I felt so honored when retired judge Sheila Murphy invited me to contribute a chapter for a book on restorative justice that Archbishop Desmond Tutu was supporting and writing an introduction for. I had never met Sheila before, but after my speech at the 2013 SNAP convention for clergy sex abuse survivors, Sheila introduced herself and pressed into my palm a yellow post-it note with these words: "Yoga as Restorative Justice." That was the topic she wanted me to write about. I looked at my palm, looked at her, and then said, "Huh?"
Fortunately, Sheila wasn't deterred by my monosyllabic response. "You may not have used the language of restorative justice," she said, "but I think it's what you were really talking about just now in your speech."
"It was?" Again, any pretense of wit or wisdom eluded me.
But ultimately, the more we talked, the more I decided that Sheila was right. It's funny how communication is a two-way street like that. Sometimes, what gets communicated depends as much on what's in the mind of the listener as it does on what comes out the mouth of the speaker. Sheila had heard more in my speech than what even I had realized I was saying.
So, I wrote the chapter, and the book has recently been released. You can read my chapter here: "Yoga as a Practice of Restorative Justice."
I'm happy that I could bring this discussion of clergy sex abuse and of yoga's therapeutic benefits into a perhaps unexpected context -- i.e., a law book. Below is a short excerpt:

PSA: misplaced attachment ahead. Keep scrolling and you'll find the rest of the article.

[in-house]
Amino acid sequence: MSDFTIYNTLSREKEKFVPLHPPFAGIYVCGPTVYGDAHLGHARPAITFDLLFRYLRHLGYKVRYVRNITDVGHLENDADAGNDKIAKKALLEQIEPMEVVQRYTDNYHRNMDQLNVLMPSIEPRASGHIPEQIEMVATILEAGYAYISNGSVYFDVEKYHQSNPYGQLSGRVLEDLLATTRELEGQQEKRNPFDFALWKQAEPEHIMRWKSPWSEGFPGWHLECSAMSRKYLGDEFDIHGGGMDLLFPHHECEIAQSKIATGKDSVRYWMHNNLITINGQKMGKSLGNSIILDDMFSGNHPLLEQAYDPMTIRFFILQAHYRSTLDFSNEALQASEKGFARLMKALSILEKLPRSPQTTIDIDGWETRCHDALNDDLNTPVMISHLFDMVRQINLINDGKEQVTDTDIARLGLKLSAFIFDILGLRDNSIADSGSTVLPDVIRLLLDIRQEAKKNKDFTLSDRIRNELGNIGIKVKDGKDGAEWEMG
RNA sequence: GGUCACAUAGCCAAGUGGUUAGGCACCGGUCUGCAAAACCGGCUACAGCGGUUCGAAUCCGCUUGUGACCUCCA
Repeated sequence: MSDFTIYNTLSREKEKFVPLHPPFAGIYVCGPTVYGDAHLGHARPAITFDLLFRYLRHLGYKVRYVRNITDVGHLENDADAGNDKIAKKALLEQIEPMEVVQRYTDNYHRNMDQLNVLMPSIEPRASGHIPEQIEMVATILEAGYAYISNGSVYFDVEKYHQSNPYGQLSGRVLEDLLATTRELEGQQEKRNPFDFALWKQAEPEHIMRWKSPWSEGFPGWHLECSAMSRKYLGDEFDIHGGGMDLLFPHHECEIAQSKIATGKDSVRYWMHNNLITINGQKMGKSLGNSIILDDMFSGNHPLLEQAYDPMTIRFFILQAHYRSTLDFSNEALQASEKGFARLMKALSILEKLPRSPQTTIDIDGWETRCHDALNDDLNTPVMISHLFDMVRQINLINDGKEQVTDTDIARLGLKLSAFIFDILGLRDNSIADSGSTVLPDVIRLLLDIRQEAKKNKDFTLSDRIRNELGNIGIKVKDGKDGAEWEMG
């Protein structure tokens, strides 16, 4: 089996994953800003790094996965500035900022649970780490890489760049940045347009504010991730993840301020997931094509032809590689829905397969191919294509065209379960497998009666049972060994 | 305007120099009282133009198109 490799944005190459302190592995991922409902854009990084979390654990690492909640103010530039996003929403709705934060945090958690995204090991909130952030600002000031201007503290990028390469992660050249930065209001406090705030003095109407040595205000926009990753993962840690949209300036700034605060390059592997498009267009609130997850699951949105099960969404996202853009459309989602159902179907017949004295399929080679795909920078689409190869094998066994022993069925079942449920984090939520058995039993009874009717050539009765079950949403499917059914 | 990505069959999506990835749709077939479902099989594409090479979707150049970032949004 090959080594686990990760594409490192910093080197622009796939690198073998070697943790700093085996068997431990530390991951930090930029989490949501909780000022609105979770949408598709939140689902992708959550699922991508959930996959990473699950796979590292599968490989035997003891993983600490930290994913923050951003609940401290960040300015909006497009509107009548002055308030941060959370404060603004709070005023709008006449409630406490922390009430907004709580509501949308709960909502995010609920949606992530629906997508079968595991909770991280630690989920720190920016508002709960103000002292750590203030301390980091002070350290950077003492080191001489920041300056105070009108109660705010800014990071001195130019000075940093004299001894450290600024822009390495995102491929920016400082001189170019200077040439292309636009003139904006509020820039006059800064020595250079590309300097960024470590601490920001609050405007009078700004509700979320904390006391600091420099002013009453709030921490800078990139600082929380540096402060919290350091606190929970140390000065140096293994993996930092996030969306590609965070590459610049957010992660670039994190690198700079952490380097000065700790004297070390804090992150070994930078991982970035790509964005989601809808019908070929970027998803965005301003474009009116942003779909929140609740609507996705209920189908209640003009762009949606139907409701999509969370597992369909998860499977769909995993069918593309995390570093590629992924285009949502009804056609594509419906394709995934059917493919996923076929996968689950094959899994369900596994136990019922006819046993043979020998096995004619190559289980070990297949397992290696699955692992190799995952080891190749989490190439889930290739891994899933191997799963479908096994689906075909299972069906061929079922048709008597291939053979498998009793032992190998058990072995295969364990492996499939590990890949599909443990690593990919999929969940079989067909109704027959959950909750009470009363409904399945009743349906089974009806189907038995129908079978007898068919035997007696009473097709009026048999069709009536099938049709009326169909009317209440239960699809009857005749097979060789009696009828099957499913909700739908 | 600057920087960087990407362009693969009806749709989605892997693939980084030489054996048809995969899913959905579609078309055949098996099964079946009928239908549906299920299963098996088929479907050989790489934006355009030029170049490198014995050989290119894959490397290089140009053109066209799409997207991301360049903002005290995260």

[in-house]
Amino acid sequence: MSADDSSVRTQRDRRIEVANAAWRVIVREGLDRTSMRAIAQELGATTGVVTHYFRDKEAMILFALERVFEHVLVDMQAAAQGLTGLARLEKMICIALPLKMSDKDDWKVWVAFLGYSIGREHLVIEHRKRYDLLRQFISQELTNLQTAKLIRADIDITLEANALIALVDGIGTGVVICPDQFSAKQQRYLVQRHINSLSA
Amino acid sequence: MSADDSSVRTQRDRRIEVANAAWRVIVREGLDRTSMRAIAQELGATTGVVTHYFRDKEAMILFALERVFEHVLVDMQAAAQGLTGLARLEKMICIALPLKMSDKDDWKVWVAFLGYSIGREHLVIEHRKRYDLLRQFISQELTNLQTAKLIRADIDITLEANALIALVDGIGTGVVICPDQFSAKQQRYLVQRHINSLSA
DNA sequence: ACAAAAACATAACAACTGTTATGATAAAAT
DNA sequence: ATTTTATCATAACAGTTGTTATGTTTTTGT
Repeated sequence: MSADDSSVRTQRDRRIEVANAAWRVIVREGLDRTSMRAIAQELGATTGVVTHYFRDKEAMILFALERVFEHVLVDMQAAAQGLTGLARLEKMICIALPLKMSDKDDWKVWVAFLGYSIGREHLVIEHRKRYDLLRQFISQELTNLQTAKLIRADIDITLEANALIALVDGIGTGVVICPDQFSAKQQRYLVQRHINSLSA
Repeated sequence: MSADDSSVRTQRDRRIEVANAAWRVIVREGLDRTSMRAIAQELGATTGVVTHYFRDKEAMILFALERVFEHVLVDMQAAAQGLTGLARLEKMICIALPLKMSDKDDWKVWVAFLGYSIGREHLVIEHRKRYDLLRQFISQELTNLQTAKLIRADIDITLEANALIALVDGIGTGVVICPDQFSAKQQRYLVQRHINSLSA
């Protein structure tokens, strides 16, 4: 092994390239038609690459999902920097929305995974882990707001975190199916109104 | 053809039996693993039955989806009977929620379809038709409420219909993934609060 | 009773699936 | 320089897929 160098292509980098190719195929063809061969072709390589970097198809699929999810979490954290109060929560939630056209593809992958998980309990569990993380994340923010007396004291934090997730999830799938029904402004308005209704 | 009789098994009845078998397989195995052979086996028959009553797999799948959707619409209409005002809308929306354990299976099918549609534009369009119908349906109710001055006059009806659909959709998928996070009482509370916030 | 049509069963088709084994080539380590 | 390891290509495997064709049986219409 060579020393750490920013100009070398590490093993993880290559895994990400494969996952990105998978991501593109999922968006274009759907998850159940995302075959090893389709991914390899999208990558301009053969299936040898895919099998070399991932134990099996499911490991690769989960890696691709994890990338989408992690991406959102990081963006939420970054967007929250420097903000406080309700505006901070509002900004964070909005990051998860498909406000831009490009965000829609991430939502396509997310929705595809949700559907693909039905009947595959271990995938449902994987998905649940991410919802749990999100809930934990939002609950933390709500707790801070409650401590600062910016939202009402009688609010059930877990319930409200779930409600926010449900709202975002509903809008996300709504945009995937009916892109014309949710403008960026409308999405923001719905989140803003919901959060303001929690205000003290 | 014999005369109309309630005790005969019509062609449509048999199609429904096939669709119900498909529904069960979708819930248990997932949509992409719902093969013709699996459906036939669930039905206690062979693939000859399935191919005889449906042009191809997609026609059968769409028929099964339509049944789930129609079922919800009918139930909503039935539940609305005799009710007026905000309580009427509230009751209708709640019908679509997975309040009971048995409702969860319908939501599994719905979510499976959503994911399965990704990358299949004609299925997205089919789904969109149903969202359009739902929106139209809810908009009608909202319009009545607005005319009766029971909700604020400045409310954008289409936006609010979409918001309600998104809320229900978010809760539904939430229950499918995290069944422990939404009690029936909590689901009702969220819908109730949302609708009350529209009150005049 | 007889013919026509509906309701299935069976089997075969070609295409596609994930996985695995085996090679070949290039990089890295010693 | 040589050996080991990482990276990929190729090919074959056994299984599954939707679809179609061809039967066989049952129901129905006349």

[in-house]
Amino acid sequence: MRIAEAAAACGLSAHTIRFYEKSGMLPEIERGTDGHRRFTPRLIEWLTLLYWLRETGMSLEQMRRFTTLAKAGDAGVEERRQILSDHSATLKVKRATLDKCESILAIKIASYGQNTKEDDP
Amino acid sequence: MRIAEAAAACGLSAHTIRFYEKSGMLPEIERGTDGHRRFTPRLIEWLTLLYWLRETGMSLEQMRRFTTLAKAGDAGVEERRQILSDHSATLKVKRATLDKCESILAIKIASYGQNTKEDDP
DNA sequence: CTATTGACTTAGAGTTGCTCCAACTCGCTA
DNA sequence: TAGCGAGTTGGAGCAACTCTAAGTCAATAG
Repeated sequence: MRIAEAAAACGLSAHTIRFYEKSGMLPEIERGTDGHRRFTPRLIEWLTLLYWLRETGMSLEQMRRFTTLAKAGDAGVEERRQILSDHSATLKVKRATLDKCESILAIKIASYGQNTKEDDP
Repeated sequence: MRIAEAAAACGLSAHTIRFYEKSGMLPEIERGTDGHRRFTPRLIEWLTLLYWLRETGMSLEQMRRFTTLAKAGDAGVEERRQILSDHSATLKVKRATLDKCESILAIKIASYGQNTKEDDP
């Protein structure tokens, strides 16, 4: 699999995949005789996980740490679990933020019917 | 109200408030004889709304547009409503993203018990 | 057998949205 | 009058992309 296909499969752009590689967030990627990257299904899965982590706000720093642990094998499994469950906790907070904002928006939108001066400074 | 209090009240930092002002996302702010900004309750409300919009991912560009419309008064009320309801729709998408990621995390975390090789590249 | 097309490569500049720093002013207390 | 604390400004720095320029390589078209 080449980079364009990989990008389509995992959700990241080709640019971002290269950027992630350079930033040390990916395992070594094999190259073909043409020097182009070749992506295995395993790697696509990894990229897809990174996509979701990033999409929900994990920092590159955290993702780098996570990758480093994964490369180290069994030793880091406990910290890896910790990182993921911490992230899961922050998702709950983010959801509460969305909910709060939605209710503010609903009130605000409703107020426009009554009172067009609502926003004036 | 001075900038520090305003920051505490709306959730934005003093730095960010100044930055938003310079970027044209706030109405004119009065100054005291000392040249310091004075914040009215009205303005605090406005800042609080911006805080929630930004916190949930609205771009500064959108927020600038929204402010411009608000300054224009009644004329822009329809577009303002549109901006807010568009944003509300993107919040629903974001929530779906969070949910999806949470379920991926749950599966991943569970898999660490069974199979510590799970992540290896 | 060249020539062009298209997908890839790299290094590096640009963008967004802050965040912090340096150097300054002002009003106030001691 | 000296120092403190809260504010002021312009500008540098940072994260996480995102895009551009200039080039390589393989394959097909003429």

"In so many clergy molestation cases, we have seen that, in the churches and communities in which such abuse occurs, little care or thought seems to be given to the needs of the victims. It is as though the crime itself, if spoken of, renders the victims into untouchables. We are left bleeding out in the sands of a spiritual desert while others ride their donkeys right past us. This is the typical pattern. When such grievous wounds are inflicted from within a faith community, then the faith community does not care to look too closely, and so it does not try to bind the wounds.
"I yearn for the day when we will see more cases that defy this pattern, but I know that we cannot idly wait for that day to come. The bleeding must be staunched, and so we ourselves must do the job of binding up our own wounds. To accomplish that, we can extend peach and wholeness, compassion and care to our own most inner selves. And though no other form of justice may be possible, we ourselves can engage in a form of self-restorative justice."
Read the rest of it here: "Yoga as a Practice of Restorative Justice." It's in the book Restorative Justice in Practice: A Holistic Approach.